Estimated watch time: 1 hr and 2 mins
Available credits: none
Dr. Robert Ochsner presents an overview of substance use disorders including the definition of a substance use disorder, identification and statistics, inheritance, epigenetics, risk factors, effects on the brain and treatment approach. Dr. Ochsner begins the presentation by pointing out that other disorders like mental health conditions can mask addiction. He goes on to discuss recent headlines involving addiction, the rise of the opioid epidemic and how the changing legislation is affecting addiction and addiction treatment. While defining addiction according to the American Society of Addiction (ASAM), Dr. Ochsner makes sure to make it clear that addiction is a lifelong chronic disease that must be treated throughout someone’s life. He mentions that like with other chronic diseases, an addiction that goes untreated can result in disruptions in someone’s daily functions and even death. Dr. Ochsner reviews how to diagnose a substance use disorder according to the Diagnostic and Statistical Manual of Mental Health Disorders, fifth edition (DSM-5).
He explains the differences between dependence and addiction. Several studies are displayed to examine who is using substances, what type of substances are being used and where the drugs are coming from. The shift of habits is described, displaying that smoking cigarettes has decreased among college students, but marijuana use has increased in response. Dr. Ochsner presents a few slides about alcohol and adolescents, specifically the psychological and physiological effects alcohol can have on young people. He goes on to demonstrate how risk factors and epigenetics can influence the development of substance use disorders. Dr. Ochsner specifically discusses the brain structure and reward system that is involved with addiction.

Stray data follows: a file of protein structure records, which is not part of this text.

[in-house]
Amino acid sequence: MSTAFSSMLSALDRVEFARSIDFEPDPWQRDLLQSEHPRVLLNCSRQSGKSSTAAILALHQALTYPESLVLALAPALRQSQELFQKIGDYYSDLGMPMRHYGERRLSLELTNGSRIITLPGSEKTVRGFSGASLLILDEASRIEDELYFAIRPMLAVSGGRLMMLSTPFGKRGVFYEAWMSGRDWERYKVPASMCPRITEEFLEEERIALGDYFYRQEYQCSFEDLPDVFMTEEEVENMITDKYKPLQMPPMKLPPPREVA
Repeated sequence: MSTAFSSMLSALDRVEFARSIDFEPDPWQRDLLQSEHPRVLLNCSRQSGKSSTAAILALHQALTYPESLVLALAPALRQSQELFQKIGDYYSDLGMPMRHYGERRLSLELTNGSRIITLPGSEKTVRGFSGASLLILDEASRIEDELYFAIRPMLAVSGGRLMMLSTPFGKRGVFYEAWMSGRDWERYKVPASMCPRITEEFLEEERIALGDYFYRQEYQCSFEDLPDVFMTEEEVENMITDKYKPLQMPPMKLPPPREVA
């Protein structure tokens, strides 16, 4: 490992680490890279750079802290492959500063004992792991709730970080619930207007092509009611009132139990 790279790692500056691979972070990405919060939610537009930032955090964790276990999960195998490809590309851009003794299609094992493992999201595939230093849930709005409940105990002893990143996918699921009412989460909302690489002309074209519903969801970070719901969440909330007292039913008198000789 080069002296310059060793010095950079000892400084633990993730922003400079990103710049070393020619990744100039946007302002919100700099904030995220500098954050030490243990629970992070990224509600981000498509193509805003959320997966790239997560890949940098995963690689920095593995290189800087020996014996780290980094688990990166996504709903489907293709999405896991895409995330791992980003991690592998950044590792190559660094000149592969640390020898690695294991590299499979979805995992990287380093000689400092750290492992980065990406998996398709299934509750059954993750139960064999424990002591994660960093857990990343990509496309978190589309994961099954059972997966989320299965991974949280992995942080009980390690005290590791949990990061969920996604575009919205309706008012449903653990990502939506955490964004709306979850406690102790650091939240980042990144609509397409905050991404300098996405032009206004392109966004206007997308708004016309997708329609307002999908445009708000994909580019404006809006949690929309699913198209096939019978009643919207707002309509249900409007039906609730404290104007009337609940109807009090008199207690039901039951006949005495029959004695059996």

Lastly, Dr. Ochsner presents treatment approaches like what disorder should be treated first. He concludes with the different treatment settings, various treatment approaches, medications for recovery from substances and The Recovery Village’s steps to treatment.